…click on the above link to read the rest of the article…

Hell On Earth: Major City Will RUN OUT Of Water In Less Than 95 Days

Hell On Earth: Major City Will RUN OUT Of Water In Less Than 95 Days

earthquake drought natural disaster

If you’ve ever needed a reason to store extra food and water, this just might be it.  Cape Town, South Africa is on schedule to run out of water in less than 95 days, and when they do, the government will turn off the taps.

“There are only 95 days left before we reach Day Zero,” the City of Cape Town announced on January 15 in a statement. “Day Zero has moved a day closer this week to April 21, 2018. Day Zero is when the City will be forced to turn off most of the taps.”

The coastal South African city has been battling droughts for nearly three years, amounting to the worst one in their history. With little rain on the horizon, the city has now ordered its 3.7 million residents to drastically cut their water consumption, take short stop-start showers, not wash their cars, and flush toilets as little as possible. If they don’t, all of their taps could be shut off by the government in April.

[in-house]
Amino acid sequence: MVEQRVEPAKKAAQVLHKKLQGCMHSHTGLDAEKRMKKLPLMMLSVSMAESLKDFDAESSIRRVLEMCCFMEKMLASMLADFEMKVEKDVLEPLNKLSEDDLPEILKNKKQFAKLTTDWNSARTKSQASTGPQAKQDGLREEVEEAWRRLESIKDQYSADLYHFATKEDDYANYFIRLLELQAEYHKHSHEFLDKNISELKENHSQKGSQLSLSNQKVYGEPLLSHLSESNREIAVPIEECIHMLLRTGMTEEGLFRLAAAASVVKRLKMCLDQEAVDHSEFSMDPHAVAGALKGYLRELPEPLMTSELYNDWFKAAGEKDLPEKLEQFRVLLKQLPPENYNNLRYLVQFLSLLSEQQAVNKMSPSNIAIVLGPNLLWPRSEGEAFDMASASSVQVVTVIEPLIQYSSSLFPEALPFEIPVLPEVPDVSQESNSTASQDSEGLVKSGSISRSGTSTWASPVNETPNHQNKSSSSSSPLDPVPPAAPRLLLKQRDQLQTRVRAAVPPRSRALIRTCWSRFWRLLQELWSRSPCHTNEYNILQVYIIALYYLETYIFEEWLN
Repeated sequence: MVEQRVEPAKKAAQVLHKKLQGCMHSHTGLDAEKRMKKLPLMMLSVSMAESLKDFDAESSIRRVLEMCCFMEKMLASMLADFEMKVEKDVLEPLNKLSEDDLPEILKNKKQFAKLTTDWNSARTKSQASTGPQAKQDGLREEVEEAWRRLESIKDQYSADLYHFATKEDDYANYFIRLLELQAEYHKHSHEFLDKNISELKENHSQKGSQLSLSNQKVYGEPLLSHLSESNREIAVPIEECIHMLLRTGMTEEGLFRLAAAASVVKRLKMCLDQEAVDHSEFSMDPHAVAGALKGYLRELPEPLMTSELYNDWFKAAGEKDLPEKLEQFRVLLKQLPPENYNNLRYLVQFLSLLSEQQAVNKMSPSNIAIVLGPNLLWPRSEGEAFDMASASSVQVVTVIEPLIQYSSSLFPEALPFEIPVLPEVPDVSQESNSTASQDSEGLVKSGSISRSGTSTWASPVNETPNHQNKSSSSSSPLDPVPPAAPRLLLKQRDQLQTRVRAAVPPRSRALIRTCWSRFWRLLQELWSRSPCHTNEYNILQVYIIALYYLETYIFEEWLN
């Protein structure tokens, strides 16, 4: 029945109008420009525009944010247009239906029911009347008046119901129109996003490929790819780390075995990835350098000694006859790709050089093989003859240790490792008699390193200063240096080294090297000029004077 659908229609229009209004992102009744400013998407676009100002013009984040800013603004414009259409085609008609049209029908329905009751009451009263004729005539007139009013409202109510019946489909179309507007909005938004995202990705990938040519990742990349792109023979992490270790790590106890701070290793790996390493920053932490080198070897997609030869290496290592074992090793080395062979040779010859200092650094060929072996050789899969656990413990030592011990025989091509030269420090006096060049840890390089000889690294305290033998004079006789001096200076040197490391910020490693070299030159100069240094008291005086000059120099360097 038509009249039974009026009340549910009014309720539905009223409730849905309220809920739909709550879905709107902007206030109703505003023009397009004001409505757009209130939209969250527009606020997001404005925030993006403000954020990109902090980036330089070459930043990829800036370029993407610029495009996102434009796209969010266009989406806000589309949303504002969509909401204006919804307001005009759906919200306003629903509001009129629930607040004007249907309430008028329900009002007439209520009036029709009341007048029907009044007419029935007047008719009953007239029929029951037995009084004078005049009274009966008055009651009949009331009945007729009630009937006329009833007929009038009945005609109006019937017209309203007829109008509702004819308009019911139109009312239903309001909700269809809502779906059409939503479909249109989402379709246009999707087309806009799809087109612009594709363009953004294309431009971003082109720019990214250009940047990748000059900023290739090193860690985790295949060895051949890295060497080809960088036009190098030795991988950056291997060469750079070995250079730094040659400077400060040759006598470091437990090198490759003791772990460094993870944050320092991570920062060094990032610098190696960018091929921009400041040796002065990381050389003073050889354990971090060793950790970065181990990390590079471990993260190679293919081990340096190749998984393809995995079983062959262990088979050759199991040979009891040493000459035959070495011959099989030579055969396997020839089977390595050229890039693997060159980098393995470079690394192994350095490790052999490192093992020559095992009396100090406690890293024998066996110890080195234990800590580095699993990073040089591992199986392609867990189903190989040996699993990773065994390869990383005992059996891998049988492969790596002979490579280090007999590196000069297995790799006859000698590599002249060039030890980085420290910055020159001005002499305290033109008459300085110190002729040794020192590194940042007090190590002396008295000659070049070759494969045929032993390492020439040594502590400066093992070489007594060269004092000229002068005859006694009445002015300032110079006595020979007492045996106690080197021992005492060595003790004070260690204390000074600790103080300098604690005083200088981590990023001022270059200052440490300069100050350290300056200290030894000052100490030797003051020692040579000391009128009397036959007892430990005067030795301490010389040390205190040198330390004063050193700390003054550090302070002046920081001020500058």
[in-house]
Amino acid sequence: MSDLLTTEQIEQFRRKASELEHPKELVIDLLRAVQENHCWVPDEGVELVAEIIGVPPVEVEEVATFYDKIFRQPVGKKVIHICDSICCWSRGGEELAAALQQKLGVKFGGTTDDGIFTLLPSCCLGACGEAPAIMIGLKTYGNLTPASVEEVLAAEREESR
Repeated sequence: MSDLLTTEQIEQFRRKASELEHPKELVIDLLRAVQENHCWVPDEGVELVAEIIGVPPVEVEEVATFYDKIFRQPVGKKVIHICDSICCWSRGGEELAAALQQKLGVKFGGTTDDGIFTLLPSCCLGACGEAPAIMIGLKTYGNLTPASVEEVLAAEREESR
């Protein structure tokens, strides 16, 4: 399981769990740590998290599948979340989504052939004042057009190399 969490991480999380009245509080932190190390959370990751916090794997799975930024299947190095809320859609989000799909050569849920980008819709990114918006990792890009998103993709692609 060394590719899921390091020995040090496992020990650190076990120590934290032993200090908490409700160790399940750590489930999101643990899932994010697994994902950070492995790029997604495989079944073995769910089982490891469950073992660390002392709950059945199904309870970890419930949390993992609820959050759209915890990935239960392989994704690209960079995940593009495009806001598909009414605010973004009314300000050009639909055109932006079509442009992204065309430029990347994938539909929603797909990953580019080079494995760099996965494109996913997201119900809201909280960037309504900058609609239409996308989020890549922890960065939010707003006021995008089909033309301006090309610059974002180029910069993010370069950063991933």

The city doesn’t appear to have any plan in place for such a SHTF event. But if the government cannot find a solution to the problem, Capetonians will be forced into “bread lines” for water. As if that isn’t scary enough, city residents will have a limit of 5.5 gallons of water a day that will only be given to them at specific government outposts around the city.